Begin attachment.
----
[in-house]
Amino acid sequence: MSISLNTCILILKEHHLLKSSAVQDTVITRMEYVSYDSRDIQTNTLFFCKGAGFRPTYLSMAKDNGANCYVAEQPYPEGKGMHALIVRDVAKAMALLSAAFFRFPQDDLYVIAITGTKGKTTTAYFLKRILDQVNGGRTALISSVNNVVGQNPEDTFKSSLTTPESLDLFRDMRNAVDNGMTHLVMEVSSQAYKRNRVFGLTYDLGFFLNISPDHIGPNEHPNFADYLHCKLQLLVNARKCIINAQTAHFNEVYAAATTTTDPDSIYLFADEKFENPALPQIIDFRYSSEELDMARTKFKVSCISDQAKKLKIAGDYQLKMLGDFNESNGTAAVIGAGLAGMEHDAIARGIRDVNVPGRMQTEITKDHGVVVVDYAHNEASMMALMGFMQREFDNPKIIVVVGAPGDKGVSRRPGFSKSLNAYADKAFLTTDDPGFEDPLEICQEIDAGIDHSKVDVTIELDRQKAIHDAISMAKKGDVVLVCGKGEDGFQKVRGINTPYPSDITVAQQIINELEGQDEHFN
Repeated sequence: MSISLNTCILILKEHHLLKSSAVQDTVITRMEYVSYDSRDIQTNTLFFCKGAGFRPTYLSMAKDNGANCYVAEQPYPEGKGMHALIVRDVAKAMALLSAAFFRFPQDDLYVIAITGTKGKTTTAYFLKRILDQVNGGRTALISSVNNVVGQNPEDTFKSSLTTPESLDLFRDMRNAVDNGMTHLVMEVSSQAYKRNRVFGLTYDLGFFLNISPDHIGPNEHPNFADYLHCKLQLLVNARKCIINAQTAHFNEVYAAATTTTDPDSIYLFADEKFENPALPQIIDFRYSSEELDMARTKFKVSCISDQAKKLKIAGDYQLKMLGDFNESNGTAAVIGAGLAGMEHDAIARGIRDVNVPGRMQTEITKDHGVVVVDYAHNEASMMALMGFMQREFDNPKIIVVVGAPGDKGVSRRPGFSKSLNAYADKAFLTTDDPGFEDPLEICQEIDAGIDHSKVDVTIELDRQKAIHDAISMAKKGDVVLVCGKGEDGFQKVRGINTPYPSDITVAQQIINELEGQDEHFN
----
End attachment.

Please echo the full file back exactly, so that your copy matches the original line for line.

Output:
[in-house]
Amino acid sequence: MSISLNTCILILKEHHLLKSSAVQDTVITRMEYVSYDSRDIQTNTLFFCKGAGFRPTYLSMAKDNGANCYVAEQPYPEGKGMHALIVRDVAKAMALLSAAFFRFPQDDLYVIAITGTKGKTTTAYFLKRILDQVNGGRTALISSVNNVVGQNPEDTFKSSLTTPESLDLFRDMRNAVDNGMTHLVMEVSSQAYKRNRVFGLTYDLGFFLNISPDHIGPNEHPNFADYLHCKLQLLVNARKCIINAQTAHFNEVYAAATTTTDPDSIYLFADEKFENPALPQIIDFRYSSEELDMARTKFKVSCISDQAKKLKIAGDYQLKMLGDFNESNGTAAVIGAGLAGMEHDAIARGIRDVNVPGRMQTEITKDHGVVVVDYAHNEASMMALMGFMQREFDNPKIIVVVGAPGDKGVSRRPGFSKSLNAYADKAFLTTDDPGFEDPLEICQEIDAGIDHSKVDVTIELDRQKAIHDAISMAKKGDVVLVCGKGEDGFQKVRGINTPYPSDITVAQQIINELEGQDEHFN
Repeated sequence: MSISLNTCILILKEHHLLKSSAVQDTVITRMEYVSYDSRDIQTNTLFFCKGAGFRPTYLSMAKDNGANCYVAEQPYPEGKGMHALIVRDVAKAMALLSAAFFRFPQDDLYVIAITGTKGKTTTAYFLKRILDQVNGGRTALISSVNNVVGQNPEDTFKSSLTTPESLDLFRDMRNAVDNGMTHLVMEVSSQAYKRNRVFGLTYDLGFFLNISPDHIGPNEHPNFADYLHCKLQLLVNARKCIINAQTAHFNEVYAAATTTTDPDSIYLFADEKFENPALPQIIDFRYSSEELDMARTKFKVSCISDQAKKLKIAGDYQLKMLGDFNESNGTAAVIGAGLAGMEHDAIARGIRDVNVPGRMQTEITKDHGVVVVDYAHNEASMMALMGFMQREFDNPKIIVVVGAPGDKGVSRRPGFSKSLNAYADKAFLTTDDPGFEDPLEICQEIDAGIDHSKVDVTIELDRQKAIHDAISMAKKGDVVLVCGKGEDGFQKVRGINTPYPSDITVAQQIINELEGQDEHFN